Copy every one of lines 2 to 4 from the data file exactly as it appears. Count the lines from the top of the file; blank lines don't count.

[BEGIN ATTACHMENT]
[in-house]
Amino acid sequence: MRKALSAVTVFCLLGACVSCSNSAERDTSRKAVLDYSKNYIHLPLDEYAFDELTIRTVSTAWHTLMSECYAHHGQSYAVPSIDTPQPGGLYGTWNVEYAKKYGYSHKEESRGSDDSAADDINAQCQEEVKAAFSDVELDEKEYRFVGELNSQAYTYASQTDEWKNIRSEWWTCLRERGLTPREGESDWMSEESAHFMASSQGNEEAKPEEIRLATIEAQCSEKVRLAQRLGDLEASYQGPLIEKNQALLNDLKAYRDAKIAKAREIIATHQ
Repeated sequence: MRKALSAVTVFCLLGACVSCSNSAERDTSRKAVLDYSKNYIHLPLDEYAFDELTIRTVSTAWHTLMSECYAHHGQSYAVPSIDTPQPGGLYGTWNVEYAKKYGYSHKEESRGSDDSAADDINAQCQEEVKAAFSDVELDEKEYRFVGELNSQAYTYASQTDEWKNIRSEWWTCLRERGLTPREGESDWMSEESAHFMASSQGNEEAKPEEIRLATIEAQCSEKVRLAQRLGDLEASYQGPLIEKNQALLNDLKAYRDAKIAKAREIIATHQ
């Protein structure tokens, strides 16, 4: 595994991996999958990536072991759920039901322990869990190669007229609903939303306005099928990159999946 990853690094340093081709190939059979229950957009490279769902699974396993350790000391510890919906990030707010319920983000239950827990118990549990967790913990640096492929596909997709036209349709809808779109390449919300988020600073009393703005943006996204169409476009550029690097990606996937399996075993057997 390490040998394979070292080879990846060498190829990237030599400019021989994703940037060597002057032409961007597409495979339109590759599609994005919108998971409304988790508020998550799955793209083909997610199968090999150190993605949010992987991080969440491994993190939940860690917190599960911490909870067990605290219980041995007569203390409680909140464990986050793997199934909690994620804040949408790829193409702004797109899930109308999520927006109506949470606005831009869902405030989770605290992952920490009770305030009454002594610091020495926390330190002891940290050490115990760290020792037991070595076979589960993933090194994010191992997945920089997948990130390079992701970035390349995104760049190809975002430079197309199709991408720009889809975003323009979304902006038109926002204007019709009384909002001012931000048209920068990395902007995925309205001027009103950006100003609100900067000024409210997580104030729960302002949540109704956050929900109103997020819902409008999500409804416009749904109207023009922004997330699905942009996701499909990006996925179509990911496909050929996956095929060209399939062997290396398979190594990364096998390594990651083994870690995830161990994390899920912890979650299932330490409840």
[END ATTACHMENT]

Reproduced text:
Amino acid sequence: MRKALSAVTVFCLLGACVSCSNSAERDTSRKAVLDYSKNYIHLPLDEYAFDELTIRTVSTAWHTLMSECYAHHGQSYAVPSIDTPQPGGLYGTWNVEYAKKYGYSHKEESRGSDDSAADDINAQCQEEVKAAFSDVELDEKEYRFVGELNSQAYTYASQTDEWKNIRSEWWTCLRERGLTPREGESDWMSEESAHFMASSQGNEEAKPEEIRLATIEAQCSEKVRLAQRLGDLEASYQGPLIEKNQALLNDLKAYRDAKIAKAREIIATHQ
Repeated sequence: MRKALSAVTVFCLLGACVSCSNSAERDTSRKAVLDYSKNYIHLPLDEYAFDELTIRTVSTAWHTLMSECYAHHGQSYAVPSIDTPQPGGLYGTWNVEYAKKYGYSHKEESRGSDDSAADDINAQCQEEVKAAFSDVELDEKEYRFVGELNSQAYTYASQTDEWKNIRSEWWTCLRERGLTPREGESDWMSEESAHFMASSQGNEEAKPEEIRLATIEAQCSEKVRLAQRLGDLEASYQGPLIEKNQALLNDLKAYRDAKIAKAREIIATHQ
């Protein structure tokens, strides 16, 4: 595994991996999958990536072991759920039901322990869990190669007229609903939303306005099928990159999946 990853690094340093081709190939059979229950957009490279769902699974396993350790000391510890919906990030707010319920983000239950827990118990549990967790913990640096492929596909997709036209349709809808779109390449919300988020600073009393703005943006996204169409476009550029690097990606996937399996075993057997 390490040998394979070292080879990846060498190829990237030599400019021989994703940037060597002057032409961007597409495979339109590759599609994005919108998971409304988790508020998550799955793209083909997610199968090999150190993605949010992987991080969440491994993190939940860690917190599960911490909870067990605290219980041995007569203390409680909140464990986050793997199934909690994620804040949408790829193409702004797109899930109308999520927006109506949470606005831009869902405030989770605290992952920490009770305030009454002594610091020495926390330190002891940290050490115990760290020792037991070595076979589960993933090194994010191992997945920089997948990130390079992701970035390349995104760049190809975002430079197309199709991408720009889809975003323009979304902006038109926002204007019709009384909002001012931000048209920068990395902007995925309205001027009103950006100003609100900067000024409210997580104030729960302002949540109704956050929900109103997020819902409008999500409804416009749904109207023009922004997330699905942009996701499909990006996925179509990911496909050929996956095929060209399939062997290396398979190594990364096998390594990651083994870690995830161990994390899920912890979650299932330490409840």